Web-connected devices, such as the Amazon Fire TV, are a great fit for 4.9.
The streaming box’s new API means that it’s able to integrate with its WebRTC library, meaning that if you’ve got a device that doesn’t support the API, it’ll be able to do so automatically.
You’ll also be able control the device via the Web Remote app, which is also coming to 4.12.
The update also adds a new feature for 4:9-capable devices, allowing you to control the home through an app.
A quick look at the new settings shows you that 4:10 devices can now access the WebRemote API directly from the WebRTS library.
A new feature called the “Fire TV Control” allows you to manage and control your Fire TV by using the Fire TV remote.
184.108.40.206 is a security release that brings fixes for issues reported by users and security updates.
A security release is a small update that fixes an issue or bug, but it doesn’t necessarily fix any security or stability issues.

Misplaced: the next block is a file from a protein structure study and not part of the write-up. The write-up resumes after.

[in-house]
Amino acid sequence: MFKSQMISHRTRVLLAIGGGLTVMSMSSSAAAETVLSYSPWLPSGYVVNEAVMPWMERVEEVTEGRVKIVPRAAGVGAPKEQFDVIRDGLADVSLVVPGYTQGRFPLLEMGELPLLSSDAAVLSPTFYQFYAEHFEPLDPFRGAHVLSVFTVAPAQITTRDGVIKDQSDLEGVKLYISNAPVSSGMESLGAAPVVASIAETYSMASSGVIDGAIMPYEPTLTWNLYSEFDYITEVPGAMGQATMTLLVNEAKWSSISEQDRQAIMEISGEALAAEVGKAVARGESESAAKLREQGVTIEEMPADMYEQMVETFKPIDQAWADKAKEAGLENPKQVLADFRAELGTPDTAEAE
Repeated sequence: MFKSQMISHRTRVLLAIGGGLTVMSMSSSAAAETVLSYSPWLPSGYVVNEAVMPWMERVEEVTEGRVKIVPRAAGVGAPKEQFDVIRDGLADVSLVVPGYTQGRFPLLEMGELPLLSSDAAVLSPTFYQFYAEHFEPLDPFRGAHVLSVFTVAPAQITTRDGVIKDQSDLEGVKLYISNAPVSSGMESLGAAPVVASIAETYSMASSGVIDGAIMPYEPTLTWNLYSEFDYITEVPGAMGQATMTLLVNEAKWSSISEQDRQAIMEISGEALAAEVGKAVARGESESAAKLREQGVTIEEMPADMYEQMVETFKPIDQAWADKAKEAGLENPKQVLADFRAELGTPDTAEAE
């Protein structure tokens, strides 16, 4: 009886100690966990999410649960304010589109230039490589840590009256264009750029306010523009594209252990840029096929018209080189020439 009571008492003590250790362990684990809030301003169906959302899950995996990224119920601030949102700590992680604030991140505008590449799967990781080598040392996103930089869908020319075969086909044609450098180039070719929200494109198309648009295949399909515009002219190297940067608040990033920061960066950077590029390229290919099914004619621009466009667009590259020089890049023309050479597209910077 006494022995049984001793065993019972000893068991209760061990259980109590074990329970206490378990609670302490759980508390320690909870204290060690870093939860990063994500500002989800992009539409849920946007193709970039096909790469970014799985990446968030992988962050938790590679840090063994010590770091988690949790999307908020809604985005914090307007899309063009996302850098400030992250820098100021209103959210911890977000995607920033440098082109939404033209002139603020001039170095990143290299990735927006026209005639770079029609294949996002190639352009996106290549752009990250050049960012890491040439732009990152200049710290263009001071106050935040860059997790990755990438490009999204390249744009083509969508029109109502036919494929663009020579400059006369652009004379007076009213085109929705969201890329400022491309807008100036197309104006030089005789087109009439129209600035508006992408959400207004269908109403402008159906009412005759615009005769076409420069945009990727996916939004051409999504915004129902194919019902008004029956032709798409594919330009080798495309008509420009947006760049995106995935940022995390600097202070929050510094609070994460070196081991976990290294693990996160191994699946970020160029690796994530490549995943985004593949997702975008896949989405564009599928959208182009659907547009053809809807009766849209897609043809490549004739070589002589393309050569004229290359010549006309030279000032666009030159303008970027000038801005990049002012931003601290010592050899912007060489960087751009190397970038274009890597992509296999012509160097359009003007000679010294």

There’s also a new security patch for 4/19.
The Fire TV Remote app will also receive an update on 4/23, so users who are upgrading from earlier versions should have an update ready for them.
If you have a Fire TV or other 4.8-capacable device, you’ll be seeing the new Fire TV Control app on the Home screen when the new updates arrive.
4:11.0.1 is the first update to address the issues in 4.0 that affected users who upgraded to 4:12 or earlier.
4.:11.2.0 is a bugfix release that addresses a bug that could cause the FireTV Remote app to crash if the device is connected to Wi-Fi.
4 :11.3.0 fixes a bug in the 4.7 update that could lead to the app not closing properly if it was opened on a screen that has been off for a few seconds.
The latest security update is available for 4 users who have a device with a 4.6 or earlier processor.
4 .11.4.1 fixes a crash issue when opening the app for the first time.